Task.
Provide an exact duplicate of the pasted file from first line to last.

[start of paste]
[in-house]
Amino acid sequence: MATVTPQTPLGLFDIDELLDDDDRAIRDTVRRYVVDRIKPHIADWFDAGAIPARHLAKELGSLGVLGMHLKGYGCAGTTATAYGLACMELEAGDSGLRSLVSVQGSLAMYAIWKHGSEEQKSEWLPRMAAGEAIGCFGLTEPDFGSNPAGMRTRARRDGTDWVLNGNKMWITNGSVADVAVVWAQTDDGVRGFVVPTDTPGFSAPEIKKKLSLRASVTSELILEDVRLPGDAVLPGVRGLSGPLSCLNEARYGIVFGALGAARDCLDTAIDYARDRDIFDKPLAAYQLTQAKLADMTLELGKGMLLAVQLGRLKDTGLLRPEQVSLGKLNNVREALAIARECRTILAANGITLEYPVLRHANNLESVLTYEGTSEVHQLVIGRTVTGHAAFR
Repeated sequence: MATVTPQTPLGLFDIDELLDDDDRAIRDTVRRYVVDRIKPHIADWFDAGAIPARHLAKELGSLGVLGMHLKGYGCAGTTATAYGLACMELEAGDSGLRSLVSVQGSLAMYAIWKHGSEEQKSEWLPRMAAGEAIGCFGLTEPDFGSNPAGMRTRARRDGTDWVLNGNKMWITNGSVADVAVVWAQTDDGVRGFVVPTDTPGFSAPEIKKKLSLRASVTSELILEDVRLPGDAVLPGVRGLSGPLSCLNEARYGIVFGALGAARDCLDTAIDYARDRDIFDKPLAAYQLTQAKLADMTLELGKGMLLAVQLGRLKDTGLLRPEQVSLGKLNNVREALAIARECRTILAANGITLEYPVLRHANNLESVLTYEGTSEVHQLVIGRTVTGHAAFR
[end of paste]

[in-house]
Amino acid sequence: MATVTPQTPLGLFDIDELLDDDDRAIRDTVRRYVVDRIKPHIADWFDAGAIPARHLAKELGSLGVLGMHLKGYGCAGTTATAYGLACMELEAGDSGLRSLVSVQGSLAMYAIWKHGSEEQKSEWLPRMAAGEAIGCFGLTEPDFGSNPAGMRTRARRDGTDWVLNGNKMWITNGSVADVAVVWAQTDDGVRGFVVPTDTPGFSAPEIKKKLSLRASVTSELILEDVRLPGDAVLPGVRGLSGPLSCLNEARYGIVFGALGAARDCLDTAIDYARDRDIFDKPLAAYQLTQAKLADMTLELGKGMLLAVQLGRLKDTGLLRPEQVSLGKLNNVREALAIARECRTILAANGITLEYPVLRHANNLESVLTYEGTSEVHQLVIGRTVTGHAAFR
Repeated sequence: MATVTPQTPLGLFDIDELLDDDDRAIRDTVRRYVVDRIKPHIADWFDAGAIPARHLAKELGSLGVLGMHLKGYGCAGTTATAYGLACMELEAGDSGLRSLVSVQGSLAMYAIWKHGSEEQKSEWLPRMAAGEAIGCFGLTEPDFGSNPAGMRTRARRDGTDWVLNGNKMWITNGSVADVAVVWAQTDDGVRGFVVPTDTPGFSAPEIKKKLSLRASVTSELILEDVRLPGDAVLPGVRGLSGPLSCLNEARYGIVFGALGAARDCLDTAIDYARDRDIFDKPLAAYQLTQAKLADMTLELGKGMLLAVQLGRLKDTGLLRPEQVSLGKLNNVREALAIARECRTILAANGITLEYPVLRHANNLESVLTYEGTSEVHQLVIGRTVTGHAAFR